The Father ***
One Liner Review:
A pretty smart and powerful movie, this one tells the story of an older man with dementia from the point of view of the man with dementia. It’s a clever idea that definitely works.
To call the Father creative and thought provoking would be an understatement. The thoughts that it provokes are about trying to figure it out. And that happens to be a very good thing with this movie, since it tells its story from the point of view of a man with dementia. We see things as he sees them, which means not always in order, and sometimes featuring different actors in the roles that are already occupied by other actors in the movie. It’s complex, but not in a frustrating way. Instead, it’s more intriguing, like a puzzle. The movie tries to keep the amount of scenes and characters limited, to help us along, like a play. And that turns out to be a pretty smart strategy, allowing us to really see things from this characters perspective.
The Father is a pretty unique and dramatic movie. It tells the story of an older man with dementia, and it does that from the character’s point of view. The man is Anthony (Anthony Hopkins,) who lives in a flat that he believes to be his own and has daily check-ins from his daughter, Anne, (Olivia Coleman,) who may or may not actually live there with him. The problem is that a lot of what we are seeing might not actually be happening at all, or might be a flashback to an earlier time. And since it isn’t clear to Anthony, which is which, and what is really happening, it isn’t super clear to us either. And so we, the audience, have to sort of put the pieces together, and examine the clues to figure this thing out.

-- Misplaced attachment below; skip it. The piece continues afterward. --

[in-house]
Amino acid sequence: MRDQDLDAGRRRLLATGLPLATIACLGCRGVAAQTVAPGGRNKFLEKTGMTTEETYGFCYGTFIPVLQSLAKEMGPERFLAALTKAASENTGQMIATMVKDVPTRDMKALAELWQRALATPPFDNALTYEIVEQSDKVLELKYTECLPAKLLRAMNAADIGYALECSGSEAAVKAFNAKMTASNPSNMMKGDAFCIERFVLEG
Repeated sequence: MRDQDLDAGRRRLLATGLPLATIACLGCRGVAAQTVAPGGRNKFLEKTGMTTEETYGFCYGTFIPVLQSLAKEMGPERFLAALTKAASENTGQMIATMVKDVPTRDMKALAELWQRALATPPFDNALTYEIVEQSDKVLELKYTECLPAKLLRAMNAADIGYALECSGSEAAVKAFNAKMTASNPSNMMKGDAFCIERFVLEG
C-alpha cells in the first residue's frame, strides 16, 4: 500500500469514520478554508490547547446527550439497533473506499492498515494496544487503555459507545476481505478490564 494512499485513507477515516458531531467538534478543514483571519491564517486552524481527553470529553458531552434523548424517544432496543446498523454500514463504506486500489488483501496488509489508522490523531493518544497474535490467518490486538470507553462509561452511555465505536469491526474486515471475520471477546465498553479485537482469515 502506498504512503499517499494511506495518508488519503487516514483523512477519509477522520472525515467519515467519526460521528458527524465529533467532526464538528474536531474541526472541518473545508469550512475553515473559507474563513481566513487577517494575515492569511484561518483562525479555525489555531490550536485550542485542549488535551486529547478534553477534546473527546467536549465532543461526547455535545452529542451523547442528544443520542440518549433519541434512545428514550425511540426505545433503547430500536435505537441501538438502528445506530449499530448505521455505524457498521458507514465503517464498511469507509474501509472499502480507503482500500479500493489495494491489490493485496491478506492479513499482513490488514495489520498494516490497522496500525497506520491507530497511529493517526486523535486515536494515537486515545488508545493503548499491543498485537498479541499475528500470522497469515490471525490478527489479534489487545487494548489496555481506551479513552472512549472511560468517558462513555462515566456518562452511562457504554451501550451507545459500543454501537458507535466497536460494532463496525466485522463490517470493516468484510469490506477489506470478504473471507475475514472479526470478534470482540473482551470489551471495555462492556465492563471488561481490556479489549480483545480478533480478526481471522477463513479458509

While some audiences might definitely have problems with this sort of thing – after all it does take some work, and is definitely not obvious – it’s also kind of fun. And to see things from the point of view of a character who believes everything he is experiencing is real and is actually happening, changes the dynamic quite a bit. Suddenly the events of one scene have to connect to another, no matter how crazy the connections might seem, because they have to connect for poor Anthony in his mind. It’s all a bit of a puzzle, and to make things easier for us, the movie does feature the same set of characters (only seven total,) and pretty much the same location, kind of like a play.
The movie begins with Anne coming to see her father, and being frustrated because he has just driven out another caretaker. There was a woman who was coming by to take care of Anthony each day, and he accused her of stealing his watch, and hit loud and angry with her. Now Anne is in the position of finding someone new to take care of her father, fast. The scene also includes Anne telling Anthony that she will be moving to Paris to live with the man she has been seeing.